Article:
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Evidence-based plans will help curb teenage pregnancies

Strategies to reduce teen childbearing and its associated negative outcomes may reduce teen pregnancy and save taxpayer money.

In Summary

• Teen childbearing costs taxpayers millions of shillings annually due to lost tax revenue.

• Strategies to reduce teen childbearing and its associated negative outcomes may reduce teen pregnancy and save taxpayer money.

When girls in Kenya fall pregnant, they must often deal with stigma, fear and shame
When girls in Kenya fall pregnant, they must often deal with stigma, fear and shame
Image: FILE

Parenting at any age can be challenging, but it can be particularly difficult for adolescent parents. Childbearing during adolescence negatively affects parents, their children, and society.

Compared with their peers who delay childbearing, teen girls who have babies are less likely to finish high school; more likely to rely on public assistance, more likely to be poor as adults and more likely to have children who have poorer educational, behavioural, and health outcomes over the course of their lives than do children born to older parents.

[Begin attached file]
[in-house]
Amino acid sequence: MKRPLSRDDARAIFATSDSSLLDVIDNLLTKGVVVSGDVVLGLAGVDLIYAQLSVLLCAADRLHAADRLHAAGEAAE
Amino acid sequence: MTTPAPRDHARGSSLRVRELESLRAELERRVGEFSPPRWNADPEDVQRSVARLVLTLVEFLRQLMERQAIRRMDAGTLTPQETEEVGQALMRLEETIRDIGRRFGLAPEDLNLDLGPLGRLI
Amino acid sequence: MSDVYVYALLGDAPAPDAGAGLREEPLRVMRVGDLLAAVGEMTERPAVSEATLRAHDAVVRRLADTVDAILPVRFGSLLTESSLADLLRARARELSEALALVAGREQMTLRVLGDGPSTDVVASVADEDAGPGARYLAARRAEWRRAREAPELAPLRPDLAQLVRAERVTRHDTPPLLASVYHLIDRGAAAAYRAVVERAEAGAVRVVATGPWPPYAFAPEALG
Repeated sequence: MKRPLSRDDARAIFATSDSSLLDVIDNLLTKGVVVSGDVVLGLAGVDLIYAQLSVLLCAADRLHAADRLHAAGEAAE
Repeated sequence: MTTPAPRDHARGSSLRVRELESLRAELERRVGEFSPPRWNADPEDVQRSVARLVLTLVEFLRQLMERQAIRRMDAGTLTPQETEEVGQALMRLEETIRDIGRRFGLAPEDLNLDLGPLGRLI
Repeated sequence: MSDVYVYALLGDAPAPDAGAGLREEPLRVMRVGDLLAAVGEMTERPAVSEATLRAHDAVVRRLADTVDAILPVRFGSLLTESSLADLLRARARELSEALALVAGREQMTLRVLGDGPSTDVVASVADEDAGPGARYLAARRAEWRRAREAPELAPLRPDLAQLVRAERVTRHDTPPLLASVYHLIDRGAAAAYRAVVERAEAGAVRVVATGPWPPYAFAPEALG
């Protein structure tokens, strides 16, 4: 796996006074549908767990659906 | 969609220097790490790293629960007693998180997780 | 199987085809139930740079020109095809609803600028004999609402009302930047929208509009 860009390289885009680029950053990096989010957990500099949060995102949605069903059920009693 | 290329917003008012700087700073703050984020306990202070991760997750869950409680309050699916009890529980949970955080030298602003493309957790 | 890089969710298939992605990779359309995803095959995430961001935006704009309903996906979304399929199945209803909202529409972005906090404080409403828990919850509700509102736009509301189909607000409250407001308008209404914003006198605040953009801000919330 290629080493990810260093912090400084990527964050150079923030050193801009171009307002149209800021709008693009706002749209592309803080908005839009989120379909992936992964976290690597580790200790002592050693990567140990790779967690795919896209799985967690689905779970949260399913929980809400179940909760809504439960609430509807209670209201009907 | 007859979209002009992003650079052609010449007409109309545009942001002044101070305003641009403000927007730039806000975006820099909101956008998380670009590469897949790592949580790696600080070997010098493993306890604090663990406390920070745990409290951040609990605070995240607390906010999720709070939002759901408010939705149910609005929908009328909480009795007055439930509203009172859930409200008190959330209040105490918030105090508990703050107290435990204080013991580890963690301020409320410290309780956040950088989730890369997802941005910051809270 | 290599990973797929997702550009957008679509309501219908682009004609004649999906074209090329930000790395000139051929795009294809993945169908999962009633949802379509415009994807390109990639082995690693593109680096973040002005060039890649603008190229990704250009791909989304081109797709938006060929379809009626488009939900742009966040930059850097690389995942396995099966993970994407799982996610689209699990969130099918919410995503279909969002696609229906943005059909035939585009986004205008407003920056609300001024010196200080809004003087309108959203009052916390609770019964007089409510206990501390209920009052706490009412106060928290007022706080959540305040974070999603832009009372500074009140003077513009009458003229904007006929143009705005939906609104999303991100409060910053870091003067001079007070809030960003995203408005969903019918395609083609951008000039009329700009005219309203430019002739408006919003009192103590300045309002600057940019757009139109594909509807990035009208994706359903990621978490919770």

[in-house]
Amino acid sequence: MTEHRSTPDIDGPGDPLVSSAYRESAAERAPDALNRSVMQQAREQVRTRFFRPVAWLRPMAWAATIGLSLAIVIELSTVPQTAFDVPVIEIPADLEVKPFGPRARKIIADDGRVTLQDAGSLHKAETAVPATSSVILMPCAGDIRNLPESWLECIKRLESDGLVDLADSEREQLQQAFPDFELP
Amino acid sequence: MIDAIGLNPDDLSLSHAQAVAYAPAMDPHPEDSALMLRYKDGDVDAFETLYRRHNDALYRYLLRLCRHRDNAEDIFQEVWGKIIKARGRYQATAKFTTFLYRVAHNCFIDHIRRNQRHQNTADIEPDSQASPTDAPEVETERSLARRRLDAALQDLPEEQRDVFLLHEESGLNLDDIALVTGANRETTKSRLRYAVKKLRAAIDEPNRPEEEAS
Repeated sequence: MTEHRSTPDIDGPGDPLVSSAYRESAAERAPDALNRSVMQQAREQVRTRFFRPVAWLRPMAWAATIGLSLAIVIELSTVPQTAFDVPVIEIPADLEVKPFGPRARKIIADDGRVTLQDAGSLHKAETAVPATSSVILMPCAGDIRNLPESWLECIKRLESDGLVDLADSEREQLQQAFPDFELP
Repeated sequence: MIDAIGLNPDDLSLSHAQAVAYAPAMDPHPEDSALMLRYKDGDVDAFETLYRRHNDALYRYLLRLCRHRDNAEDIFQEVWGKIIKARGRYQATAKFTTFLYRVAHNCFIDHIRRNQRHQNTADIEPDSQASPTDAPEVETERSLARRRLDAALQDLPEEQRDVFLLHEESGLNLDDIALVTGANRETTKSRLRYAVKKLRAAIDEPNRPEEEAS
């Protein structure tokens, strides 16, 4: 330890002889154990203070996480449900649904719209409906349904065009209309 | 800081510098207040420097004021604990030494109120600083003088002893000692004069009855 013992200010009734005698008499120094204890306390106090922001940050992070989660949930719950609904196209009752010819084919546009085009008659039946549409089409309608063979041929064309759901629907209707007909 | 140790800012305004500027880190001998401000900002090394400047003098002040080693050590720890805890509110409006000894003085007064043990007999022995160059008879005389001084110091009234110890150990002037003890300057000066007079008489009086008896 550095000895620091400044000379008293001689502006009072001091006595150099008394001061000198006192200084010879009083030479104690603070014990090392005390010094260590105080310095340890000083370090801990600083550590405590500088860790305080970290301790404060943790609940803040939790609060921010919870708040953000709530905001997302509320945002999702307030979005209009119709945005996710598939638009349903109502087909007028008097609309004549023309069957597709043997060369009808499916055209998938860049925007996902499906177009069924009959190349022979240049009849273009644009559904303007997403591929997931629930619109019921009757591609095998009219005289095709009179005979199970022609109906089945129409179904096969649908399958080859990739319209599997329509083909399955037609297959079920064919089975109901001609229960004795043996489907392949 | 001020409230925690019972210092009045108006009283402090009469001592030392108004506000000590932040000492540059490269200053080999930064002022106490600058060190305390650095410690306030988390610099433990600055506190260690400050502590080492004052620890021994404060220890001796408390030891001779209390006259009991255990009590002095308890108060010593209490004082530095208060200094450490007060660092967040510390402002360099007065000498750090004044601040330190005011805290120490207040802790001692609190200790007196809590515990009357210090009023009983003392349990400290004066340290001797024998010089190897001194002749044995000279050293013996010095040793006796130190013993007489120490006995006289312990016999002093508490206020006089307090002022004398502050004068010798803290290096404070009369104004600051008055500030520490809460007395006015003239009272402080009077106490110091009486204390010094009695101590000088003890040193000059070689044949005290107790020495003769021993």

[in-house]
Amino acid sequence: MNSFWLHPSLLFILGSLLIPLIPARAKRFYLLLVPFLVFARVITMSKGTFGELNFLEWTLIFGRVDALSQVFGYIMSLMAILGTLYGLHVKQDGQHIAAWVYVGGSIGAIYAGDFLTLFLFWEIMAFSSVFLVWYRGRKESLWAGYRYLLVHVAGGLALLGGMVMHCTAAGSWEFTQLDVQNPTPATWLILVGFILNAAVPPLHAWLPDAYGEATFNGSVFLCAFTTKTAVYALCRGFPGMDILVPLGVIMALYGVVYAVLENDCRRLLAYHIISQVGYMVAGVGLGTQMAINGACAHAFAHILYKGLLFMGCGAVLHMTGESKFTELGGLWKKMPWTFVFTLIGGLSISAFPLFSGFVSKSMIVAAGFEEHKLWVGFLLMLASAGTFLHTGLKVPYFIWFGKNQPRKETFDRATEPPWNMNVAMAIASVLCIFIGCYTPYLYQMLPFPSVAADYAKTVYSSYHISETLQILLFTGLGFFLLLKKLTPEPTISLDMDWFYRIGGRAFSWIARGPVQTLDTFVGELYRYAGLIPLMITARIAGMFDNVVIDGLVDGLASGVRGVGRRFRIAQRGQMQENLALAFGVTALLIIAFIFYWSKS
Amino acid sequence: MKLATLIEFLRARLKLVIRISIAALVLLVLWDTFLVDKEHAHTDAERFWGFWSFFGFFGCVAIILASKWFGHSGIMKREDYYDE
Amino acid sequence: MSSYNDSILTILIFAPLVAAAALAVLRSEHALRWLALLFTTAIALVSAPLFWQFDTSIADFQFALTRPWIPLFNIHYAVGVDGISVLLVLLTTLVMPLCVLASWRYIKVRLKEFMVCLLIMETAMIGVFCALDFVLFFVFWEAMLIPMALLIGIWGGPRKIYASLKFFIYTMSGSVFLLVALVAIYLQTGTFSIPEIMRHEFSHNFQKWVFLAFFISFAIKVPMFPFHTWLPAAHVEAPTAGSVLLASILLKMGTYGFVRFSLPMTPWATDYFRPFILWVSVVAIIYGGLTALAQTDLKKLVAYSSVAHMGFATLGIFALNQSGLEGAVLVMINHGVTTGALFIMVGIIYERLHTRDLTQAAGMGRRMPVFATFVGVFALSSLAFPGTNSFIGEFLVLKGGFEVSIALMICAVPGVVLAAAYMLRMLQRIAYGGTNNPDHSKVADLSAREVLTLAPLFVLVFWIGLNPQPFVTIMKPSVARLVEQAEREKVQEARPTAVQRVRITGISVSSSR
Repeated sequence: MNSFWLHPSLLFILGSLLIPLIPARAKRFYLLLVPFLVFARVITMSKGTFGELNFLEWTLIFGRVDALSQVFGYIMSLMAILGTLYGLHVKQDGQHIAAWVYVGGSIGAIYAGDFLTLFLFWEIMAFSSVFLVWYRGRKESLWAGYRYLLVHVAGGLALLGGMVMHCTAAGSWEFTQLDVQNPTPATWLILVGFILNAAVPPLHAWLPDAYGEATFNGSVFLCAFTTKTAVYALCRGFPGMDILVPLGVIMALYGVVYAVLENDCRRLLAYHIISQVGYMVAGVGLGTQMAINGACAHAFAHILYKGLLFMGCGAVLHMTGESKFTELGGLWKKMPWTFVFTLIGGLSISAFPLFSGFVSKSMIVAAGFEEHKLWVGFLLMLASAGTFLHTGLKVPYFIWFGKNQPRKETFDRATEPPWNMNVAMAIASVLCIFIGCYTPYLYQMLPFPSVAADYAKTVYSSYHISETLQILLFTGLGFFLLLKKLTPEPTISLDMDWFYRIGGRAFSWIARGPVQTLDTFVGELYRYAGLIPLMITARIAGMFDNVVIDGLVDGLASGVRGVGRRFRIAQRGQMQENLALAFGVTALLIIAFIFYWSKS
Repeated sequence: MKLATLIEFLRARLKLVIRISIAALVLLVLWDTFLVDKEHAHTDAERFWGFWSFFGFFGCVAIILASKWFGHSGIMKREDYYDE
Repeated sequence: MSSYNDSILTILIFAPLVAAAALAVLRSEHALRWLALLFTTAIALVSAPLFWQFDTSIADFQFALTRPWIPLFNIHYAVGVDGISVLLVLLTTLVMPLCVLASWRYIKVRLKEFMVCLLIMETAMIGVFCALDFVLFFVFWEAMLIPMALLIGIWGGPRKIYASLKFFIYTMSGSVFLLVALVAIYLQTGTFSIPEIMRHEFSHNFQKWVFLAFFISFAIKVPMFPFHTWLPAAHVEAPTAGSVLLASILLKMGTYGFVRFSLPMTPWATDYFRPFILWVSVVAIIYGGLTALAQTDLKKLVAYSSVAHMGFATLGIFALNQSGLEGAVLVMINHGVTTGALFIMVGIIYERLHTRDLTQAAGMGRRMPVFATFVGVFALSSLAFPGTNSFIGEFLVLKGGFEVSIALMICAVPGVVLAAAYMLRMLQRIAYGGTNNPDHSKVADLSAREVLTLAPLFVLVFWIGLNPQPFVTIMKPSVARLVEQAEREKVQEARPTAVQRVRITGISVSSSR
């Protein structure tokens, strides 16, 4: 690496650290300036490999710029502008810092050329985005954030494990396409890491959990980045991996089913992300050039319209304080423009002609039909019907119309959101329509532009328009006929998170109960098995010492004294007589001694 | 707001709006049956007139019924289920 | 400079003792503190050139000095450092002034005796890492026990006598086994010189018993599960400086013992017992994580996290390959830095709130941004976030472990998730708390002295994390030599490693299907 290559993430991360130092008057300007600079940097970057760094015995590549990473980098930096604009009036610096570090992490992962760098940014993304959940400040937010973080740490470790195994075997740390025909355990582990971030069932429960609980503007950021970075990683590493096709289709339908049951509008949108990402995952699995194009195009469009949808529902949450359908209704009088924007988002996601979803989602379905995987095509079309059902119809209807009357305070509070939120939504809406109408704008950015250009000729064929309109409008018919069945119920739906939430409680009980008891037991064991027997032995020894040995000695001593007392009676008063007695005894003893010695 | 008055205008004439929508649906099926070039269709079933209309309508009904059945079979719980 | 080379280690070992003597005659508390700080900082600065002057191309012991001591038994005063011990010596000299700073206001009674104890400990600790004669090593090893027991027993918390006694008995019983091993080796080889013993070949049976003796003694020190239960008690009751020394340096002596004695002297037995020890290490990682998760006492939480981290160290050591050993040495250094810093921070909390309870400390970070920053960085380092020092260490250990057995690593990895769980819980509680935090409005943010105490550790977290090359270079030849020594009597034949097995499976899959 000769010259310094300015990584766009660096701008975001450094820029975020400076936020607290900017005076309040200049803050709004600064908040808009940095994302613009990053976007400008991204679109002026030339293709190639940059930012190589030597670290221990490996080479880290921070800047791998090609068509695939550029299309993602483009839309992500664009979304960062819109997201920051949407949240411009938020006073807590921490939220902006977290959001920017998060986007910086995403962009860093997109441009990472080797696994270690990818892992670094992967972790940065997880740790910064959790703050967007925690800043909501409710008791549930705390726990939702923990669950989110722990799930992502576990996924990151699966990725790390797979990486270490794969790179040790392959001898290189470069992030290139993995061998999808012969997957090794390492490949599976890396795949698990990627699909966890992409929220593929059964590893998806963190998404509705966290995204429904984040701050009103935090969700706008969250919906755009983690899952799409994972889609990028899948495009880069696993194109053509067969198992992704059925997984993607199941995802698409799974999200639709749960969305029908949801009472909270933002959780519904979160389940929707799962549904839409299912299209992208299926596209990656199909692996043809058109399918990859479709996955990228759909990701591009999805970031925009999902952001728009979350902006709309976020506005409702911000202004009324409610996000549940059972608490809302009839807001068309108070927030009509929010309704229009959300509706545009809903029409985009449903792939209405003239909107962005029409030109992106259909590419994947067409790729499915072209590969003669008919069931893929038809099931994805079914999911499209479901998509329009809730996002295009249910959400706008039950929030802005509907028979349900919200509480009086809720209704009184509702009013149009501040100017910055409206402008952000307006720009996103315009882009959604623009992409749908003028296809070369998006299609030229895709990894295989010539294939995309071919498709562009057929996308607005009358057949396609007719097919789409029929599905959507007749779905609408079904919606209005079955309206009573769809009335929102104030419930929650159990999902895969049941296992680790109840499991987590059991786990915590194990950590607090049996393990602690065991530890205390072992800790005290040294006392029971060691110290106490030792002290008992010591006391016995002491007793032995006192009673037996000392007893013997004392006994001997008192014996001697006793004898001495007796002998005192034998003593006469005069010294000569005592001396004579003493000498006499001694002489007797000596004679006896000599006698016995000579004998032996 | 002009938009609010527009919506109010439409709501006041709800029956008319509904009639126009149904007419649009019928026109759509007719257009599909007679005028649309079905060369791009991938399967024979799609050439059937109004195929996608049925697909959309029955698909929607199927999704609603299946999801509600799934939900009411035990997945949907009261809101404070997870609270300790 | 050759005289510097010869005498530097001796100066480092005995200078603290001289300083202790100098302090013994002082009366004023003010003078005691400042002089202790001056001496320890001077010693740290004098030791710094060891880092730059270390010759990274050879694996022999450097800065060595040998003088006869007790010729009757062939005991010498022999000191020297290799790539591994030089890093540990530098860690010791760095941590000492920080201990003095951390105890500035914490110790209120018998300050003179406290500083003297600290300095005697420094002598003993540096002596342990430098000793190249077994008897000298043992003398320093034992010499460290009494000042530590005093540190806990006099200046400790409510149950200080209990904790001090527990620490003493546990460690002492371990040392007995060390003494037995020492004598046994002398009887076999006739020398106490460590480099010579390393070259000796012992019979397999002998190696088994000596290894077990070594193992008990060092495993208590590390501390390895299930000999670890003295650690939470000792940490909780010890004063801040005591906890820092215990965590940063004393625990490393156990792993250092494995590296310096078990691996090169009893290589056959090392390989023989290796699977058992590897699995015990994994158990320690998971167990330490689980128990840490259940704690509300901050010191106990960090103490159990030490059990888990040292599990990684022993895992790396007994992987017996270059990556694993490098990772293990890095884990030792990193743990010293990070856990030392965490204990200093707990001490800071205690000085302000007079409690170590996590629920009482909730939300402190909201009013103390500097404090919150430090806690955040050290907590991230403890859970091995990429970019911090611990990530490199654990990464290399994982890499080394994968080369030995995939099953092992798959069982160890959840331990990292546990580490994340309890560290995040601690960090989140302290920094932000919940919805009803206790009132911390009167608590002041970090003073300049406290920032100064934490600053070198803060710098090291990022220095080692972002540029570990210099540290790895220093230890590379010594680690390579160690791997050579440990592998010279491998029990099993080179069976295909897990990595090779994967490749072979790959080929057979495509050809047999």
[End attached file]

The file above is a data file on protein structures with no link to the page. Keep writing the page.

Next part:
Teen childbearing costs taxpayers millions of shillings annually due to lost tax revenue, greater expenditures for public healthcare and foster care. Strategies to reduce teen childbearing and its associated negative outcomes, including implementing evidence-based teen pregnancy prevention programmes, expanding access to medicaid family planning services, and utilising mass media campaigns to promote safe sex may reduce teen pregnancy and save taxpayer money.

This assistance may help improve the likelihood of success in adulthood for these young parents as well as reduce the probability that they will have other children as teens and that their children will become teen parents.

Adolescence marks the period between childhood and adulthood when hormonal changes transform boys and girls into young men and women able to have children.

Hormonal methods of birth control and barrier methods (such as condoms) can reduce the risk of pregnancy, and condom use with every sexual act can greatly reduce — though not eliminate — the risk of STDs.

Condom and contraceptive use among adolescents has increased but many adolescents are inconsistent users

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